Name: Rhianna Belmont.
Rhianna. I tested out the name a few times in my mind and decided that I liked it. Feeling more at ease, I flopped back against the pillows and stared at the dots on the ceiling.
A few minutes late, my door clicked open to reveal both Jenny and a woman in a white coat, who I assumed to be a doctor.
’Hello there Rhianna,’ the doctor smiled. Her tone was sickly sweet and made me feel like a four year old.
I politely said hello back as Jenny sat on the chair next to my bed. She smiled at me and took my hand as the doctor launched into a clearly rehearsed speech. Apparently I’d been in a coma for a month after a car accident, where I had hit my head pretty heard, hence the memory loss. No family, nobody to fill in the gaps about my life. I was told that my memories would come back in time, I just had to be patient. She then exited quickly, telling me to press the button at the side of my bed if I needed anything. She shut the door and left me alone with Jenny, completely stunned at the overload of information.
’Are you okay?’ Jenny asked. I shrugged.
‘As good as I can be. It’s just a lot.’
She nodded and squeezed my hand. ‘We’ll get you through this.’
I thought that I wouldn’t see her after that day. After all, I was still the girl who nearly gave her a heart attack at a hospital vending machine. The next day, I switched on the TV in the corner of my room and braved myself for boredom. I absolutely hated the idea of sitting in my room watching TV all day, but there was nothing else for me to do.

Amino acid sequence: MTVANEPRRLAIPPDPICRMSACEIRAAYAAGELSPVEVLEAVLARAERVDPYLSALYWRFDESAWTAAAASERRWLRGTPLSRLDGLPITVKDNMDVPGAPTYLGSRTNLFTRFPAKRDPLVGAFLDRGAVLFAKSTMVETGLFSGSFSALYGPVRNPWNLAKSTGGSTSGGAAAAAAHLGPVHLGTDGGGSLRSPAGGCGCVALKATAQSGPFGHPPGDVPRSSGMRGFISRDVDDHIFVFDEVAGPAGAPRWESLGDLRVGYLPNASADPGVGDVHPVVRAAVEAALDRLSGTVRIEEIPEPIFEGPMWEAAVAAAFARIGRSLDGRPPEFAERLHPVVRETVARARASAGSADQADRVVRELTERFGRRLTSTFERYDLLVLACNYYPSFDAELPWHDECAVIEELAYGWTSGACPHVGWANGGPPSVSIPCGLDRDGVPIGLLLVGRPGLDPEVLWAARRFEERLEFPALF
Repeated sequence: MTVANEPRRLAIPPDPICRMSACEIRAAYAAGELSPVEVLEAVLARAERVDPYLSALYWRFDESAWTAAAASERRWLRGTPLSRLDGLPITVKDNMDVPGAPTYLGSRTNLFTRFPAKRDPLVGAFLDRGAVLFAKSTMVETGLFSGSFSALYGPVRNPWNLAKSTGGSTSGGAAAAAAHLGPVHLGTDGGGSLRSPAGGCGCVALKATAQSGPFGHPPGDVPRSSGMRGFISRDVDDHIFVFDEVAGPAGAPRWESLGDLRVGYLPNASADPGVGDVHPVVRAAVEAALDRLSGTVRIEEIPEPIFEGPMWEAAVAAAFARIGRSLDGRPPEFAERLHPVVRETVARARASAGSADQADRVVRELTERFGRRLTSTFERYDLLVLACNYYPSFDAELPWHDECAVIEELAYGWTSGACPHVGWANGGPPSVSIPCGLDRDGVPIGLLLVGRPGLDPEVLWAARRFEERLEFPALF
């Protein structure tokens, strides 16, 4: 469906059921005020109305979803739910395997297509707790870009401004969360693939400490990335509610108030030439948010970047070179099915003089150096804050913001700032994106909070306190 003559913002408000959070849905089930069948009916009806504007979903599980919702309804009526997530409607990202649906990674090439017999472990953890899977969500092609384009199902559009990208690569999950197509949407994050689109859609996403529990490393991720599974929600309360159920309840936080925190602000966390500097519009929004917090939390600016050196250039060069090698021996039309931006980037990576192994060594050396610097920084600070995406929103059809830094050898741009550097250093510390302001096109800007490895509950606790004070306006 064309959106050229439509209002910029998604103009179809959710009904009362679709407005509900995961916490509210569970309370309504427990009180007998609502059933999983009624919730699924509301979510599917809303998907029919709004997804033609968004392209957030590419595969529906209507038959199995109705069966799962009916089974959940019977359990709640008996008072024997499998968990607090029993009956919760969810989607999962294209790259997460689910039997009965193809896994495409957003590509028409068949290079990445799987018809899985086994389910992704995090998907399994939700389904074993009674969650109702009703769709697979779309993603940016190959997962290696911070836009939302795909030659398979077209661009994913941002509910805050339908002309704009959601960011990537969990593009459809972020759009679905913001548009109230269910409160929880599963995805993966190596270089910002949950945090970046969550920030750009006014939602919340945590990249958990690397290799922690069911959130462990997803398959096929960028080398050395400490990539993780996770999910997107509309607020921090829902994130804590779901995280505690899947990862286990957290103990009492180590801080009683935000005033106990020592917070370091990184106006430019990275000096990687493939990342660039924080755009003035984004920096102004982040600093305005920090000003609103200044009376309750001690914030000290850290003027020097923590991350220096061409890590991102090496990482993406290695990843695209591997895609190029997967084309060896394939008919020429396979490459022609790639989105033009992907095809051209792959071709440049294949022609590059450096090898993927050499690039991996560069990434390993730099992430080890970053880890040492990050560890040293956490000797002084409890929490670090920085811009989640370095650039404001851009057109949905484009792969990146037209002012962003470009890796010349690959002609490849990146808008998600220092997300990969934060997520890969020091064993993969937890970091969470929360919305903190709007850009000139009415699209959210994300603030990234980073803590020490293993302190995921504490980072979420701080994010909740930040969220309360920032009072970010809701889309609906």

I was on my third Friends episode of the day when there was a knock at my door. I called a simple ‘come in,’ and the door opened to reveal Jenny, holding a pile of books. She smiled and put them down on the table next to my bed.
’Got some reading books, playing cards and way too many puzzles, so I hope you like sudoku,’ she said. She sat beside my bed, smiling a warm smile. ‘I hope it’s okay that I came back. I was just kind of worried about you.’ I smiled at her and nodded. ‘It’s okay. Thanks for coming.’
She spent hours there with me. We played a very intense game of snap (that I won despite Jenny’s cheating accusations.) Completed about twenty puzzles in the book and listened to music on her phone. It was the music that triggered my first memory. Jenny had introduced me to Billy Joel’s music, which I immediately loved. She played a song called ‘Honesty,’ and suddenly I wasn’t in the hospital.
I was sat on the windowsill of my bedroom window, tears streaming down my face, the song playing through my earphones. The bitter air blew my hair around as I curled up into a small ball, trying to make myself as small as possible.
By the time my mind was back in the present day, Jenny’s voice was ringing in my ears.
’Rhi! Can you hear me?’
I nodded slightly, not trusting my voice to stay steady. After a few minute, I explained the flashback to her as she listened carefully.
’That’s odd. Do you remember what you were crying about?’
I shook my head. ‘I just remember sad. Feeling really, really sad.’
Jenny looked at me sympathetically. She rested her hand on mine and smiled at me.
‘Hey, remember when you tackled me by a vending machine?’